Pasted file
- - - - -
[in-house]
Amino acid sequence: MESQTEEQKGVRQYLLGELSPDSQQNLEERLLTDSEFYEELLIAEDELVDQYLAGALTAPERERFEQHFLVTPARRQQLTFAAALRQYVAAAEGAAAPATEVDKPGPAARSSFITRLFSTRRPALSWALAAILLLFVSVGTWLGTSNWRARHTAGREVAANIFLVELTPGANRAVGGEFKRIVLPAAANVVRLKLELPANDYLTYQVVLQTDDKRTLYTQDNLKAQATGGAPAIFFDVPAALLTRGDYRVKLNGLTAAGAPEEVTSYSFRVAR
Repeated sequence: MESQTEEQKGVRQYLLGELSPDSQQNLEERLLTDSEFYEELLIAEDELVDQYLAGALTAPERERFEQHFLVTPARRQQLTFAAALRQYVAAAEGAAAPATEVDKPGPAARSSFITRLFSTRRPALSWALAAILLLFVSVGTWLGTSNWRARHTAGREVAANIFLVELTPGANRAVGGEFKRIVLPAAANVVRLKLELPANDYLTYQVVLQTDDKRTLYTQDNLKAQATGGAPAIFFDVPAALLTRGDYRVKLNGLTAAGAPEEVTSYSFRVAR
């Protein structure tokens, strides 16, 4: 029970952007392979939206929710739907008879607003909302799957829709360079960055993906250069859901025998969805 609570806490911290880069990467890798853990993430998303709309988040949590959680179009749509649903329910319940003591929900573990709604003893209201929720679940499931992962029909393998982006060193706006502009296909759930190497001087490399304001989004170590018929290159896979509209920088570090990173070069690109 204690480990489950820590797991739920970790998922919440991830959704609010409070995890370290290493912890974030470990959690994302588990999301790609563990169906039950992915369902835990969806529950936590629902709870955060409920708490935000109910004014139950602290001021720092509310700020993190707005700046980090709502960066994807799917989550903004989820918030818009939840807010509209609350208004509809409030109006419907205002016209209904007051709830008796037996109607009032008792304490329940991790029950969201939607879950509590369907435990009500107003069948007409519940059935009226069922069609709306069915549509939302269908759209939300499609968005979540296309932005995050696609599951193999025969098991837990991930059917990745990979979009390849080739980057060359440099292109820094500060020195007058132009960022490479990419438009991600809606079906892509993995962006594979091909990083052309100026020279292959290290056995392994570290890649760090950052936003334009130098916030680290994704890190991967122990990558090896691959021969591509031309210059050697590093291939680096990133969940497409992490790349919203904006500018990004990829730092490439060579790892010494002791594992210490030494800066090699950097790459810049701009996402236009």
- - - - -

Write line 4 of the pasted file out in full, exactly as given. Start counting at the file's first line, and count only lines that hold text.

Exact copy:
């Protein structure tokens, strides 16, 4: 029970952007392979939206929710739907008879607003909302799957829709360079960055993906250069859901025998969805 609570806490911290880069990467890798853990993430998303709309988040949590959680179009749509649903329910319940003591929900573990709604003893209201929720679940499931992962029909393998982006060193706006502009296909759930190497001087490399304001989004170590018929290159896979509209920088570090990173070069690109 204690480990489950820590797991739920970790998922919440991830959704609010409070995890370290290493912890974030470990959690994302588990999301790609563990169906039950992915369902835990969806529950936590629902709870955060409920708490935000109910004014139950602290001021720092509310700020993190707005700046980090709502960066994807799917989550903004989820918030818009939840807010509209609350208004509809409030109006419907205002016209209904007051709830008796037996109607009032008792304490329940991790029950969201939607879950509590369907435990009500107003069948007409519940059935009226069922069609709306069915549509939302269908759209939300499609968005979540296309932005995050696609599951193999025969098991837990991930059917990745990979979009390849080739980057060359440099292109820094500060020195007058132009960022490479990419438009991600809606079906892509993995962006594979091909990083052309100026020279292959290290056995392994570290890649760090950052936003334009130098916030680290994704890190991967122990990558090896691959021969591509031309210059050697590093291939680096990133969940497409992490790349919203904006500018990004990829730092490439060579790892010494002791594992210490030494800066090699950097790459810049701009996402236009």